Lastly, by taking time to get to know your candidates a bit more, you also open up a new opportunity to share more information about your business’s mission, communication processes, management style, and other important bits and pieces about working at your company that any future employee should know. Remember, even though this can feel like a tedious and time-consuming process, your focus should be on finding the right person for the job. A little work upfront can save you lots of suffering down the road.
2) Failing to properly onboard new employees
The day has finally come when your new employee officially joins the team. (Cue all the pomp and circumstance that you feel is appropriate here!) You finally have that “warm body” in the office that can help you tackle some of the things on your ever growing to-do list. Now, it’s time to just throw them to the wolves and let them figure it all out, right? No.
This is where many companies often miss a beat. They’ve taken the time to vet candidates and hire who they feel to be the best person to fill a role, only to direct them to their desk, issue them a computer, and maybe, if they’re lucky, invite them to lunch with their manager. Sure, this constitutes an onboarding process of sorts, but it’s far from being the bare minimum.
When new employees join any business, whether small or large, you need to seize the opportunity to truly “welcome” them to your company. This includes providing an overview of your culture and values, explaining how their role plays into the bigger picture—for your team or the business as a whole—and creating a space for them to build positive relationships with fellow coworkers. Obviously, there’s all sorts of administrative tasks that you’ve got to take care of as well, but weaving in a more qualitative aspect to your onboarding will help ensure that new employees always get off to a solid start.
Do you currently have an onboarding process in place? What’s it like? If not, you’ve come to the right place. Cornerstone is ready to help!
3) Not setting performance expectations
Regardless of the job, even for the most junior positions, employees should have a clear understanding of what’s expected of them. Not only will this allow them to understand what success looks like as well as what “done right” really means—according to their manager or team leads—but it will also help set ongoing performance standards that can be measured and tracked over time. As we’ve said many times before, goal-setting and continuous performance management is the best way to ensure employees are happy and feel as though they are succeeding in their work. It’s also the best way to maintain and nurture a high-performing team.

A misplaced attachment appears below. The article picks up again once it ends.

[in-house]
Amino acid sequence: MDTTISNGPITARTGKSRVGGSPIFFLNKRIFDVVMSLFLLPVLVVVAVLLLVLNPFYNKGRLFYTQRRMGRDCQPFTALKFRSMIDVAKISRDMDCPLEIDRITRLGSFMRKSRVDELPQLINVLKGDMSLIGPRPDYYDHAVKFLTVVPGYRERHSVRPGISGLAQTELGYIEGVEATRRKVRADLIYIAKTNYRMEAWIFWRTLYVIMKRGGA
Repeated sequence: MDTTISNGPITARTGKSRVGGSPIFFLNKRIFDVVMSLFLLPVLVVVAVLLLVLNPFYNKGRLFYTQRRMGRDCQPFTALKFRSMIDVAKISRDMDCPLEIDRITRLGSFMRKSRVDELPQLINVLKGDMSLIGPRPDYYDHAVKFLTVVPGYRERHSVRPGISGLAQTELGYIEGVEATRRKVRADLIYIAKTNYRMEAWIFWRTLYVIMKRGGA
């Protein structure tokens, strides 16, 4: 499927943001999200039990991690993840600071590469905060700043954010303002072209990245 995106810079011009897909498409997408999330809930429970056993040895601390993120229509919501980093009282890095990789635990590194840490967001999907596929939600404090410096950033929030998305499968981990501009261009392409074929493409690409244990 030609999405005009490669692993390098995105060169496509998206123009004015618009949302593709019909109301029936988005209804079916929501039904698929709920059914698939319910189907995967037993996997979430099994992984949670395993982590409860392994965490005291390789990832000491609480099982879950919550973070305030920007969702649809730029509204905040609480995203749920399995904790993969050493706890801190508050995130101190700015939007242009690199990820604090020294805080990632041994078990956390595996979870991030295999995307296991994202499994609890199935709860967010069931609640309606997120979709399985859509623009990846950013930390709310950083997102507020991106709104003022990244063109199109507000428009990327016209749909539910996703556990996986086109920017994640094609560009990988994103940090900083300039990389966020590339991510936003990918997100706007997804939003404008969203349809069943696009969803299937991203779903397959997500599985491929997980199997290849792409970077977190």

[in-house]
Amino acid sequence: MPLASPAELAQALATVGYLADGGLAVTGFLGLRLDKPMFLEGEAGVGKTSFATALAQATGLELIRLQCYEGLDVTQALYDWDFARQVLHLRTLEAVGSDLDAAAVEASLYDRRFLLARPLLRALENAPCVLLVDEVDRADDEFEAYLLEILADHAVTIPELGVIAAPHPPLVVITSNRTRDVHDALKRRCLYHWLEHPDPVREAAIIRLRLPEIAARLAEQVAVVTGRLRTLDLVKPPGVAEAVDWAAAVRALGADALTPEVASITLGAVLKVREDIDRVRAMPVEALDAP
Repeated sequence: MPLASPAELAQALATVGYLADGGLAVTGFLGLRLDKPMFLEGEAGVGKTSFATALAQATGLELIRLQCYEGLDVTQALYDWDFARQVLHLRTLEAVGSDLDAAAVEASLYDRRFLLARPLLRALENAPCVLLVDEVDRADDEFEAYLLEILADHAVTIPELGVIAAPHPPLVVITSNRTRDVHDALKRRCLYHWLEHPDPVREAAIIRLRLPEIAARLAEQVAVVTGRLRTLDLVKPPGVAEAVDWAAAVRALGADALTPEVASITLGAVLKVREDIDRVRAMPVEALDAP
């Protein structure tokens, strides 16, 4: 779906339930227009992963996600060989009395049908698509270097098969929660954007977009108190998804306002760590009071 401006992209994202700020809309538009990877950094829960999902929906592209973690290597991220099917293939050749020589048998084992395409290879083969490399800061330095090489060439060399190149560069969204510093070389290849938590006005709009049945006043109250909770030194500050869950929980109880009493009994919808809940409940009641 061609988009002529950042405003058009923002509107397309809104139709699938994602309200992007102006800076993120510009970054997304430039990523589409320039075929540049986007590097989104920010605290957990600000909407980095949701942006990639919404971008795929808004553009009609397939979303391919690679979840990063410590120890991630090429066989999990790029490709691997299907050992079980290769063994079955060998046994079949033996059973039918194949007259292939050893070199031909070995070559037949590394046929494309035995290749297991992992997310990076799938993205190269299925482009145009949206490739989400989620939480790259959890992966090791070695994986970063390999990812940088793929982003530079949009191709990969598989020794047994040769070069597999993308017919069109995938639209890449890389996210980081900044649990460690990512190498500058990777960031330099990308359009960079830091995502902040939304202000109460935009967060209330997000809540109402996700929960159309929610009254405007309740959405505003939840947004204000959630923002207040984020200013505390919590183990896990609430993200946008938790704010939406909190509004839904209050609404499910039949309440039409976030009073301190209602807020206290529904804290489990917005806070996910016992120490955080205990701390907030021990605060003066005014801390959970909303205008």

This is yet another reason why building a culture of feedback in your company is so important. Instead of holding onto all feedback for the sometimes ominous annual performance review, encourage managers to keep the lines of communications open with their employees at all times. This can include frequent check-ins to discuss project status, progress against goals, obstacles and challenges, and a lot more. And while it may seem uncomfortable for some, at first, once employees and managers get in the habit of discussing feedback openly and regularly, it will only serve to strengthen that employee-manager relationship. After all, when employees know that their managers have their back, they’re a lot more likely to over-perform and over-deliver on a regular basis. Doing good things for good people is just human nature!
But this culture of feedback isn’t something that just happens magically overnight. As a business, you need to give managers the right training and coaching to help them pay it forward to their teams. Not every manager is skilled at managing teams. Some simply fell into those roles as a result of climbing up the ladder. But just because someone has “manager” in their title or job description doesn’t mean they are ready to manage. So, be sure to take the time to cultivate and train your managers; when you do, it will create a trickle-down effect that will, believe it or not, inspire your employees to be more engaged than ever.
Get ready to thrive!
There are a lot of reasons why employees start to drift into disengaged waters—and sometimes there’s very little you can do to change the current. However, there are ways you can avoid falling into this trap early on in an employee’s life cycle at your company. By slowing down the hiring process, building an effective onboarding process, and setting clear performance standards with employees from the very start, you will create a culture geared for success.
If you need a little help moving in the right direction, Cornerstone has the tools you need to recruit, onboard, and manage performance better than ever. Learn more today.